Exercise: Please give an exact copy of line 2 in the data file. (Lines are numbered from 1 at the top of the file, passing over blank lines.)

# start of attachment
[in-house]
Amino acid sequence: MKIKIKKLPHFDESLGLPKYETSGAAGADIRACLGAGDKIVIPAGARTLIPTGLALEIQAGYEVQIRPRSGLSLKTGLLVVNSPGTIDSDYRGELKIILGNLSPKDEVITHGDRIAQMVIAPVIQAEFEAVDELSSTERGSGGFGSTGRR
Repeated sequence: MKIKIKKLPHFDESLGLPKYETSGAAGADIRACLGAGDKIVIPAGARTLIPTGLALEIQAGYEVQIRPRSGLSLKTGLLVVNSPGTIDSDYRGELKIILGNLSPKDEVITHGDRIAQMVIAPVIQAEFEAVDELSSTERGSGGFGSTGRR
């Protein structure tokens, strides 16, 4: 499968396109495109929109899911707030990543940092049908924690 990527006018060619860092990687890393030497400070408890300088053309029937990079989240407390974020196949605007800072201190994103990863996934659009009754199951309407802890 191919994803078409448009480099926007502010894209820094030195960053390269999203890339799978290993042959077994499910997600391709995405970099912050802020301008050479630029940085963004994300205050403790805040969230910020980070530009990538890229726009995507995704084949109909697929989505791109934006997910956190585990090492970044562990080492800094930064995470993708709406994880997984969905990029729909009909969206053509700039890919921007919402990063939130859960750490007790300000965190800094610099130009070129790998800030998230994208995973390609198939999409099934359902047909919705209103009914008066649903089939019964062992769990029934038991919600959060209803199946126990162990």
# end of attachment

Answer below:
Amino acid sequence: MKIKIKKLPHFDESLGLPKYETSGAAGADIRACLGAGDKIVIPAGARTLIPTGLALEIQAGYEVQIRPRSGLSLKTGLLVVNSPGTIDSDYRGELKIILGNLSPKDEVITHGDRIAQMVIAPVIQAEFEAVDELSSTERGSGGFGSTGRR